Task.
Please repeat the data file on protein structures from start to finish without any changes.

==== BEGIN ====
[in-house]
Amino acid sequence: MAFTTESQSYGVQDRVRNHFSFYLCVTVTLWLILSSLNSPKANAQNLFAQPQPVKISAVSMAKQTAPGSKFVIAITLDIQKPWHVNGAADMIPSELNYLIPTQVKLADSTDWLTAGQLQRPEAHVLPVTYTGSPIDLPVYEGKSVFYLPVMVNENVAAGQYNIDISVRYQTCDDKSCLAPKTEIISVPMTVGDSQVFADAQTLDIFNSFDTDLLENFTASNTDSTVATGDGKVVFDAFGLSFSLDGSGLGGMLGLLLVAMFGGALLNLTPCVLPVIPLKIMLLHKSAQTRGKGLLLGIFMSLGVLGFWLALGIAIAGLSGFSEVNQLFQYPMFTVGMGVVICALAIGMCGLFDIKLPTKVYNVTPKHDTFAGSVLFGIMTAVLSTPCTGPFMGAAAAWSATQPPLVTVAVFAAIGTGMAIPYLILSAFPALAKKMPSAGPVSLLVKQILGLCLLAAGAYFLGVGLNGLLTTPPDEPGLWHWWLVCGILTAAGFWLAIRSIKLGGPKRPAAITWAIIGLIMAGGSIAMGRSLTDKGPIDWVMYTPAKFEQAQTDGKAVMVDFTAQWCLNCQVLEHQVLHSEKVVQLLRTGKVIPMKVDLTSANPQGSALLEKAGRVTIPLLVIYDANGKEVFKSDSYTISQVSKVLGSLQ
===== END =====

[in-house]
Amino acid sequence: MAFTTESQSYGVQDRVRNHFSFYLCVTVTLWLILSSLNSPKANAQNLFAQPQPVKISAVSMAKQTAPGSKFVIAITLDIQKPWHVNGAADMIPSELNYLIPTQVKLADSTDWLTAGQLQRPEAHVLPVTYTGSPIDLPVYEGKSVFYLPVMVNENVAAGQYNIDISVRYQTCDDKSCLAPKTEIISVPMTVGDSQVFADAQTLDIFNSFDTDLLENFTASNTDSTVATGDGKVVFDAFGLSFSLDGSGLGGMLGLLLVAMFGGALLNLTPCVLPVIPLKIMLLHKSAQTRGKGLLLGIFMSLGVLGFWLALGIAIAGLSGFSEVNQLFQYPMFTVGMGVVICALAIGMCGLFDIKLPTKVYNVTPKHDTFAGSVLFGIMTAVLSTPCTGPFMGAAAAWSATQPPLVTVAVFAAIGTGMAIPYLILSAFPALAKKMPSAGPVSLLVKQILGLCLLAAGAYFLGVGLNGLLTTPPDEPGLWHWWLVCGILTAAGFWLAIRSIKLGGPKRPAAITWAIIGLIMAGGSIAMGRSLTDKGPIDWVMYTPAKFEQAQTDGKAVMVDFTAQWCLNCQVLEHQVLHSEKVVQLLRTGKVIPMKVDLTSANPQGSALLEKAGRVTIPLLVIYDANGKEVFKSDSYTISQVSKVLGSLQ